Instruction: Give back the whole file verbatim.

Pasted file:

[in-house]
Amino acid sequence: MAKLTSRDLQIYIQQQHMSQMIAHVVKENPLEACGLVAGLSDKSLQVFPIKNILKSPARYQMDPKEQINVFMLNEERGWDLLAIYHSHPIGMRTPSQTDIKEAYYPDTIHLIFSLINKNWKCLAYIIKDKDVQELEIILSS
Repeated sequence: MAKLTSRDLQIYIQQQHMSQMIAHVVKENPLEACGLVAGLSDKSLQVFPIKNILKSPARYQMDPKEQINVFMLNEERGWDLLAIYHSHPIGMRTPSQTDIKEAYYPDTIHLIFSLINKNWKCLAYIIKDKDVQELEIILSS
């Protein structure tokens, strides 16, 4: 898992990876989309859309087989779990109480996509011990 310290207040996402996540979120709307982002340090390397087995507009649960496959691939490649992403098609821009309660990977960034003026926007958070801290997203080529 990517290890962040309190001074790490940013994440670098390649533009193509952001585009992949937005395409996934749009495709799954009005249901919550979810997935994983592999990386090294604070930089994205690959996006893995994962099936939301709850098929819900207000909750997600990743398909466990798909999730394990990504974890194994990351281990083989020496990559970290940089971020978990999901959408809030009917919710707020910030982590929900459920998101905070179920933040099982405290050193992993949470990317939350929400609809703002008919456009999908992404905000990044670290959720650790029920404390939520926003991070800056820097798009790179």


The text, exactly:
[in-house]
Amino acid sequence: MAKLTSRDLQIYIQQQHMSQMIAHVVKENPLEACGLVAGLSDKSLQVFPIKNILKSPARYQMDPKEQINVFMLNEERGWDLLAIYHSHPIGMRTPSQTDIKEAYYPDTIHLIFSLINKNWKCLAYIIKDKDVQELEIILSS
Repeated sequence: MAKLTSRDLQIYIQQQHMSQMIAHVVKENPLEACGLVAGLSDKSLQVFPIKNILKSPARYQMDPKEQINVFMLNEERGWDLLAIYHSHPIGMRTPSQTDIKEAYYPDTIHLIFSLINKNWKCLAYIIKDKDVQELEIILSS
């Protein structure tokens, strides 16, 4: 898992990876989309859309087989779990109480996509011990 310290207040996402996540979120709307982002340090390397087995507009649960496959691939490649992403098609821009309660990977960034003026926007958070801290997203080529 990517290890962040309190001074790490940013994440670098390649533009193509952001585009992949937005395409996934749009495709799954009005249901919550979810997935994983592999990386090294604070930089994205690959996006893995994962099936939301709850098929819900207000909750997600990743398909466990798909999730394990990504974890194994990351281990083989020496990559970290940089971020978990999901959408809030009917919710707020910030982590929900459920998101905070179920933040099982405290050193992993949470990317939350929400609809703002008919456009999908992404905000990044670290959720650790029920404390939520926003991070800056820097798009790179």